Ultraviolet to optical diffuse sky emission as seen by the Hubble Space Telescope Faint Object Spectrograph

Kimiaki Kawara, Yoshiki Matsuoka, Kei Sano, Timothy D. Brandt, Hiroaki Sameshima, Kohji Tsumura, Shinki Oyabu, Nobuyuki Ienaka

Research output: Contribution to journalArticlepeer-review

25 Citations (Scopus)


We present an analysis of the blank-sky spectra observed with the Faint Object Spectrograph on board the Hubble Space Telescope. We study the diffuse sky emission from ultraviolet to optical wavelengths, which is composed of zodiacal light (ZL), diffuse Galactic light (DGL), and residual emission. The observations were performed towards 54 fields distributed widely over the sky, with spectral coverage from 0.2 to 0.7 μm. In order to avoid contaminating light from earthshine, we use the data collected only in orbital nighttime. The observed intensity is decomposed into the ZL, DGL, and residual emission, in eight photometric bands spanning our spectral coverage. We found that the derived ZL reflectance spectrum is flat in the optical, which indicates major contribution of C-type asteroids to the interplanetary dust (IPD). In addition, the ZL reflectance spectrum has an absorption feature at ∼0.3 μm. The shape of the DGL spectrum is consistent with those found in earlier measurements and model predictions. While the residual emission contains a contribution from the extragalactic background light, we found that the spectral shape of the residual looks similar to the ZL spectrum. Moreover, its optical intensity is much higher than that measured from beyond the IPD cloud by Pioneer 10/11, and also than that of the integrated galaxy light. These findings may indicate the presence of an isotropic ZL component, which is missed in the conventional ZL models.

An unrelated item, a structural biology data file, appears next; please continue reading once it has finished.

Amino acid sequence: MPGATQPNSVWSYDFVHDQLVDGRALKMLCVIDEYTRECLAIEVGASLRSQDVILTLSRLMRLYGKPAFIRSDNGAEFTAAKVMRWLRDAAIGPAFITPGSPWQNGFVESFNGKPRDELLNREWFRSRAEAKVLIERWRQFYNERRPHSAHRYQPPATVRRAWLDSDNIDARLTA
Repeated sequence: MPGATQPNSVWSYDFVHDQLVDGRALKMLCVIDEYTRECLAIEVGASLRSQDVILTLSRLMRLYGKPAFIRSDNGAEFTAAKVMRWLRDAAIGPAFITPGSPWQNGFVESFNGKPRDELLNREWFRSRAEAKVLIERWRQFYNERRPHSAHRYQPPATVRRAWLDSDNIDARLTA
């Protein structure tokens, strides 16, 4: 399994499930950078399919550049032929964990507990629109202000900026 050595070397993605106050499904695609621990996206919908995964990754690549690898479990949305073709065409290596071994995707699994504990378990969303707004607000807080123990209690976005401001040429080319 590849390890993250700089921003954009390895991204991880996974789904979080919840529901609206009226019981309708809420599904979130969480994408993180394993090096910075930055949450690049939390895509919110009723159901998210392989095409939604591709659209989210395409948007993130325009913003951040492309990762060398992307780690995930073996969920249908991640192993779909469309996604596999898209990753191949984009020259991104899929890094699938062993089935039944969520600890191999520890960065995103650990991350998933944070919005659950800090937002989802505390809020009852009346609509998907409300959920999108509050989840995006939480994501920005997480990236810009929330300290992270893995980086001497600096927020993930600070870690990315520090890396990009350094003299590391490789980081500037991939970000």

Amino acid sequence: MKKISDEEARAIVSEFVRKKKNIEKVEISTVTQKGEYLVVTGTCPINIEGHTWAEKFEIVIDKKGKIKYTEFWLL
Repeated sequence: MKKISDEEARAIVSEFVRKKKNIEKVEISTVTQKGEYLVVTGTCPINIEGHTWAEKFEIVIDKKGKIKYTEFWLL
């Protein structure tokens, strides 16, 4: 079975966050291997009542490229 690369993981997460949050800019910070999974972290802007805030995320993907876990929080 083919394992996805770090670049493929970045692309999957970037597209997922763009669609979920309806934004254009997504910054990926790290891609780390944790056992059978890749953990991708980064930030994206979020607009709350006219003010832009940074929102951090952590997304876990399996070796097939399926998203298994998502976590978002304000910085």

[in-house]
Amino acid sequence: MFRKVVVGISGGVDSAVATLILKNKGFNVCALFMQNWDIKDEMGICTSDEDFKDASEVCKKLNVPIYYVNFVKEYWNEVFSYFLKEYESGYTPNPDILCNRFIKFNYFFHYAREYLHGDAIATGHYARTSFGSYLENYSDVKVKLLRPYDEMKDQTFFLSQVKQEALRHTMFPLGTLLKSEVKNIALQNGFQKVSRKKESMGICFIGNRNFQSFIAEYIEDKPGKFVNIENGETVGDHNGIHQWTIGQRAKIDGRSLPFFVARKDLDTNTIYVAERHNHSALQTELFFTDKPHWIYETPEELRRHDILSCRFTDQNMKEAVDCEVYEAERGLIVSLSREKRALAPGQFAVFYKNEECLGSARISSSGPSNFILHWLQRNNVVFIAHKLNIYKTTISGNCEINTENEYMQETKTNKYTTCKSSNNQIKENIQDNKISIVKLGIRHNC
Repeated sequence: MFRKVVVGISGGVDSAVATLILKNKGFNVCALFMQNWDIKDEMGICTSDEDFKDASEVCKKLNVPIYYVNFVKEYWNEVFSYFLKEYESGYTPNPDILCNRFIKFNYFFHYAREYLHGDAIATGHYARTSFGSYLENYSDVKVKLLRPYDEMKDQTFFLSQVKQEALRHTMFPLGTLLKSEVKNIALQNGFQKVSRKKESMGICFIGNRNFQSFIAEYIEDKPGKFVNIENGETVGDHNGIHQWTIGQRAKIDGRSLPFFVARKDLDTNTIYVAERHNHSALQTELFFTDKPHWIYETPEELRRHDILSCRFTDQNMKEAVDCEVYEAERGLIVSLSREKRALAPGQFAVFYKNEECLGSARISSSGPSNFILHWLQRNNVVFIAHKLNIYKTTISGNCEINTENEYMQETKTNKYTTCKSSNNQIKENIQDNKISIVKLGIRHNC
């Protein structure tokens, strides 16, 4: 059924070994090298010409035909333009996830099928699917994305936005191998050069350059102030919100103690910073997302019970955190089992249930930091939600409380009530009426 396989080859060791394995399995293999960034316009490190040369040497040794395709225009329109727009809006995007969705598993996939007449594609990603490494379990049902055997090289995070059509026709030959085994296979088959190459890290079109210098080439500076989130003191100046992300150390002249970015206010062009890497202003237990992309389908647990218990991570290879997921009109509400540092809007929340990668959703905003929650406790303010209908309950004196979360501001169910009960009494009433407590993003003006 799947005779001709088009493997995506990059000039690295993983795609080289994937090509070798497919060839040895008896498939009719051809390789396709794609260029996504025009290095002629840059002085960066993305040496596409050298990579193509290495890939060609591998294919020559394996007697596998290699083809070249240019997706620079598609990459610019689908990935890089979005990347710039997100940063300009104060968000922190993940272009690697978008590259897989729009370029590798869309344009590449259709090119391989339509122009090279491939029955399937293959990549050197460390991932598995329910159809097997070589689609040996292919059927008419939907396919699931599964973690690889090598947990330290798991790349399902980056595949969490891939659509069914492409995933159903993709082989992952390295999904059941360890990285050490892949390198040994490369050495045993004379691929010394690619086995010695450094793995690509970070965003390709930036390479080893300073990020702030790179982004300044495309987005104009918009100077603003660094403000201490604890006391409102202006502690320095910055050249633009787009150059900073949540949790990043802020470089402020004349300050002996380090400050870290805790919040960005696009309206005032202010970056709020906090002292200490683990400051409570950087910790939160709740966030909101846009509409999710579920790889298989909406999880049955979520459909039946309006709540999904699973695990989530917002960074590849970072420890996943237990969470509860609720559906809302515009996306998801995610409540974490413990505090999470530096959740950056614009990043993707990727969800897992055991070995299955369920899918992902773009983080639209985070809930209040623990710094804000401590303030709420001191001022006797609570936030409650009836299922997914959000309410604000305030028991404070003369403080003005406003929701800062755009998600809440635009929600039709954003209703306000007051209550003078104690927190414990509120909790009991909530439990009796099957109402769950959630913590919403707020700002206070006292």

Original languageEnglish
Article number31
JournalPublications of the Astronomical Society of Japan
Issue number2
Publication statusPublished - 2017 Apr


  • Cosmic background radiation
  • Dust, extinction
  • Earth
  • Galaxies: evolution
  • Zodiacal dust

ASJC Scopus subject areas

  • Astronomy and Astrophysics
  • Space and Planetary Science


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